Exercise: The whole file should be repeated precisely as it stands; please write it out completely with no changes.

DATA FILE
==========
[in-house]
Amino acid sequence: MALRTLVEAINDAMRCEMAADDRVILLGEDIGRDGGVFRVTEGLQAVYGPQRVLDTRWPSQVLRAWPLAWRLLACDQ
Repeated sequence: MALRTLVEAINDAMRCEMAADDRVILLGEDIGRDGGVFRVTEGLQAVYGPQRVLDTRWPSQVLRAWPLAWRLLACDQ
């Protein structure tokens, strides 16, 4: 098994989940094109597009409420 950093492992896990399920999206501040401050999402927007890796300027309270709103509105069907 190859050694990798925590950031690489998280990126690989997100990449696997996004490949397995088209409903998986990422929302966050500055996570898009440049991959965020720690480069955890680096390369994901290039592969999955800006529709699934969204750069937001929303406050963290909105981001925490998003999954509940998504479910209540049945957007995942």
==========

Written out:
[in-house]
Amino acid sequence: MALRTLVEAINDAMRCEMAADDRVILLGEDIGRDGGVFRVTEGLQAVYGPQRVLDTRWPSQVLRAWPLAWRLLACDQ
Repeated sequence: MALRTLVEAINDAMRCEMAADDRVILLGEDIGRDGGVFRVTEGLQAVYGPQRVLDTRWPSQVLRAWPLAWRLLACDQ
């Protein structure tokens, strides 16, 4: 098994989940094109597009409420 950093492992896990399920999206501040401050999402927007890796300027309270709103509105069907 190859050694990798925590950031690489998280990126690989997100990449696997996004490949397995088209409903998986990422929302966050500055996570898009440049991959965020720690480069955890680096390369994901290039592969999955800006529709699934969204750069937001929303406050963290909105981001925490998003999954509940998504479910209540049945957007995942």